The place where the Cathedral of Seville stands has traditionally been the site of religious bildinhs as traces of a Visigothic church,
which was demolished in the wake of Arab domination, have been found in its vicinity.
The main mosque of Seville had been built during the capuphate of Abad al-Rahman II in the 9C and it sed to stand where El Salvador Church is today.
The splendour of the Almohads turned Seville into a populous city, which is why the caliph Abu Yacub Yusuf began to build a new,
much larger mosque on the site of today`s cathedral. The construction work took place under the direction of the architect Ahmed Lbn Baso, who supervised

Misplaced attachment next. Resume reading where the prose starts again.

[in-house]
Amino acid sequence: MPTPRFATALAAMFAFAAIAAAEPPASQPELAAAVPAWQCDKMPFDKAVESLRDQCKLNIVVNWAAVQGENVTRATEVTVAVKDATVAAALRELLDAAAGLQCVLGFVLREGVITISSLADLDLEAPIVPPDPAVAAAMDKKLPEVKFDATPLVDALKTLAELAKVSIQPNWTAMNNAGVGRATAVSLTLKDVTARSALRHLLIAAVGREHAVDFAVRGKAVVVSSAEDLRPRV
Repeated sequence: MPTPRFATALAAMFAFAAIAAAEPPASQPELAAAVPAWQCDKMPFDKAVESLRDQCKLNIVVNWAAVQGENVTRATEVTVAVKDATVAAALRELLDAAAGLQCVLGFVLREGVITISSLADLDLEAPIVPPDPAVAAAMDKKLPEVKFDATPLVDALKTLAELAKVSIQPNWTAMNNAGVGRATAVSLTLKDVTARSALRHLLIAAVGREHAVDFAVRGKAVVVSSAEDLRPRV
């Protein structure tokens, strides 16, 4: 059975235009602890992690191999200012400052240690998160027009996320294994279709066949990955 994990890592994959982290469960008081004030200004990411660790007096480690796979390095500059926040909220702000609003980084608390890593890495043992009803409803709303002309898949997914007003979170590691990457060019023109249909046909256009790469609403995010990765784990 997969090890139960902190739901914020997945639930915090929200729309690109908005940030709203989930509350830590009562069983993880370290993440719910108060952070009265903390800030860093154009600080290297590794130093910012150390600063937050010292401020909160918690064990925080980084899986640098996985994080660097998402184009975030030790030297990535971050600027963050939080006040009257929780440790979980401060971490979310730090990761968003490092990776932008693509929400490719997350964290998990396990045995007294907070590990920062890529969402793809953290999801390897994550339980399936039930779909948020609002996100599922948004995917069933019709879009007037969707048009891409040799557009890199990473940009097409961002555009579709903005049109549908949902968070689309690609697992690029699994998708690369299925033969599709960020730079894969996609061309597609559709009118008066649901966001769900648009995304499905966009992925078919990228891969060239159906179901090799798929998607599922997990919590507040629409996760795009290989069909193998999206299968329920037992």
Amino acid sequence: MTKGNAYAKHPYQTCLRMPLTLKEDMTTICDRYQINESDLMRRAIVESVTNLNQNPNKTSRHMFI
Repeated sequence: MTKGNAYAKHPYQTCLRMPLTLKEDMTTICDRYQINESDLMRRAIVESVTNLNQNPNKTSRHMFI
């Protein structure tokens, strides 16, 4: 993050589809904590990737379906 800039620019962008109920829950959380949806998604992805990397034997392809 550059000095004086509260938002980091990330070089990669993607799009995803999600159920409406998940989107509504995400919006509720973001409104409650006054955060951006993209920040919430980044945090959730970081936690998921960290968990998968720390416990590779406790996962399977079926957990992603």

the building activity from 1172, when it began, until 1176, by which time the main fabric of the building had been finished.
The mosque had a rectangular ground plan with 17 aisles running from north to south. The elevation consisted pf pillars and pointed horseshoe arches. The building
was reached after crossing a large courtyard or patio, which also consisted of brick pillars and pointed horseshoe arches, still partly preserved as today`s Patio de los Naranjos.